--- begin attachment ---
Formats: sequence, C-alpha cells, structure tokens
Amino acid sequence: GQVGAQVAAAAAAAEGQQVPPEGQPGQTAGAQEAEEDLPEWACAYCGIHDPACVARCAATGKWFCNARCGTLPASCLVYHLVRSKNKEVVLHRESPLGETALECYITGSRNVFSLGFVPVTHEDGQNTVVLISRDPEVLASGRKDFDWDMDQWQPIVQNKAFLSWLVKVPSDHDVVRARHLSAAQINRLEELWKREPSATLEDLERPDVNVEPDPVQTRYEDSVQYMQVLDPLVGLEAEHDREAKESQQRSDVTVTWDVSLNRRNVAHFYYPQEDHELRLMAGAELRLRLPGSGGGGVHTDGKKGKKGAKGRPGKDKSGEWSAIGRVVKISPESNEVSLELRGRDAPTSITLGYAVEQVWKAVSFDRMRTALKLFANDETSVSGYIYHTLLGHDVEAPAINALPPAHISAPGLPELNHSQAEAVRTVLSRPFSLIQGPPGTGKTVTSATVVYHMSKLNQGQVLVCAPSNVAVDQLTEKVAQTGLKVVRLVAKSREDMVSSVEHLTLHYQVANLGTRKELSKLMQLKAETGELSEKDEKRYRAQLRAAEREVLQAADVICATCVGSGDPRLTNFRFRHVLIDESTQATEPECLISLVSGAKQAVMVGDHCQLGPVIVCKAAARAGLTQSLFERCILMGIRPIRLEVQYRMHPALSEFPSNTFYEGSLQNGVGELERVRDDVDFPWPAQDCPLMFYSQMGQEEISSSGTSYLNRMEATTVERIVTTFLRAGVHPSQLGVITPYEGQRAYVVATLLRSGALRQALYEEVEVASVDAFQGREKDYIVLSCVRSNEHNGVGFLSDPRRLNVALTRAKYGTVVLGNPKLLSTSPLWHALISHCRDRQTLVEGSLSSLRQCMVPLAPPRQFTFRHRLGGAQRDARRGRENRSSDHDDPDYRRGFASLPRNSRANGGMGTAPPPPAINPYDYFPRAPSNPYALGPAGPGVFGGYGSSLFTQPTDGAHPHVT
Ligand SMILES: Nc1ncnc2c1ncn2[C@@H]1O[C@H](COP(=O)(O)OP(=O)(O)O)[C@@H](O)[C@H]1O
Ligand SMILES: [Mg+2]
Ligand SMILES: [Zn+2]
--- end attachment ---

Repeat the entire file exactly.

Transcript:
Formats: sequence, C-alpha cells, structure tokens
Amino acid sequence: GQVGAQVAAAAAAAEGQQVPPEGQPGQTAGAQEAEEDLPEWACAYCGIHDPACVARCAATGKWFCNARCGTLPASCLVYHLVRSKNKEVVLHRESPLGETALECYITGSRNVFSLGFVPVTHEDGQNTVVLISRDPEVLASGRKDFDWDMDQWQPIVQNKAFLSWLVKVPSDHDVVRARHLSAAQINRLEELWKREPSATLEDLERPDVNVEPDPVQTRYEDSVQYMQVLDPLVGLEAEHDREAKESQQRSDVTVTWDVSLNRRNVAHFYYPQEDHELRLMAGAELRLRLPGSGGGGVHTDGKKGKKGAKGRPGKDKSGEWSAIGRVVKISPESNEVSLELRGRDAPTSITLGYAVEQVWKAVSFDRMRTALKLFANDETSVSGYIYHTLLGHDVEAPAINALPPAHISAPGLPELNHSQAEAVRTVLSRPFSLIQGPPGTGKTVTSATVVYHMSKLNQGQVLVCAPSNVAVDQLTEKVAQTGLKVVRLVAKSREDMVSSVEHLTLHYQVANLGTRKELSKLMQLKAETGELSEKDEKRYRAQLRAAEREVLQAADVICATCVGSGDPRLTNFRFRHVLIDESTQATEPECLISLVSGAKQAVMVGDHCQLGPVIVCKAAARAGLTQSLFERCILMGIRPIRLEVQYRMHPALSEFPSNTFYEGSLQNGVGELERVRDDVDFPWPAQDCPLMFYSQMGQEEISSSGTSYLNRMEATTVERIVTTFLRAGVHPSQLGVITPYEGQRAYVVATLLRSGALRQALYEEVEVASVDAFQGREKDYIVLSCVRSNEHNGVGFLSDPRRLNVALTRAKYGTVVLGNPKLLSTSPLWHALISHCRDRQTLVEGSLSSLRQCMVPLAPPRQFTFRHRLGGAQRDARRGRENRSSDHDDPDYRRGFASLPRNSRANGGMGTAPPPPAINPYDYFPRAPSNPYALGPAGPGVFGGYGSSLFTQPTDGAHPHVT
Ligand SMILES: Nc1ncnc2c1ncn2[C@@H]1O[C@H](COP(=O)(O)OP(=O)(O)O)[C@@H](O)[C@H]1O
Ligand SMILES: [Mg+2]
Ligand SMILES: [Zn+2]